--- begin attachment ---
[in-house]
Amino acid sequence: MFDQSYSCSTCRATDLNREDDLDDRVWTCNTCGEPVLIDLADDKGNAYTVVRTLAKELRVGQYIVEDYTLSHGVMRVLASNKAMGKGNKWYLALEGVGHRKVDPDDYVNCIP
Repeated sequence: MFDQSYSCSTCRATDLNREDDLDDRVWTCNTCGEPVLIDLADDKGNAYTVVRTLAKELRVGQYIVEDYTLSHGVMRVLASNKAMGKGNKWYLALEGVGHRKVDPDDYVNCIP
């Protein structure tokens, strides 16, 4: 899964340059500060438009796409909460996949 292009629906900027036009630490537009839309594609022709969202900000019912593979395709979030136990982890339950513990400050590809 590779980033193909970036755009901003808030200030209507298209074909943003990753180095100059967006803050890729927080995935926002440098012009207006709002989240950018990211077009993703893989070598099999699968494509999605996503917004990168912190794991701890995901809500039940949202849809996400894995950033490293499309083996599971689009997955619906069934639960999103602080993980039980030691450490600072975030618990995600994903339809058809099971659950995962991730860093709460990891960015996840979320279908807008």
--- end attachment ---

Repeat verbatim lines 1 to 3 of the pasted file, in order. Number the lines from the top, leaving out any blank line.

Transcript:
[in-house]
Amino acid sequence: MFDQSYSCSTCRATDLNREDDLDDRVWTCNTCGEPVLIDLADDKGNAYTVVRTLAKELRVGQYIVEDYTLSHGVMRVLASNKAMGKGNKWYLALEGVGHRKVDPDDYVNCIP
Repeated sequence: MFDQSYSCSTCRATDLNREDDLDDRVWTCNTCGEPVLIDLADDKGNAYTVVRTLAKELRVGQYIVEDYTLSHGVMRVLASNKAMGKGNKWYLALEGVGHRKVDPDDYVNCIP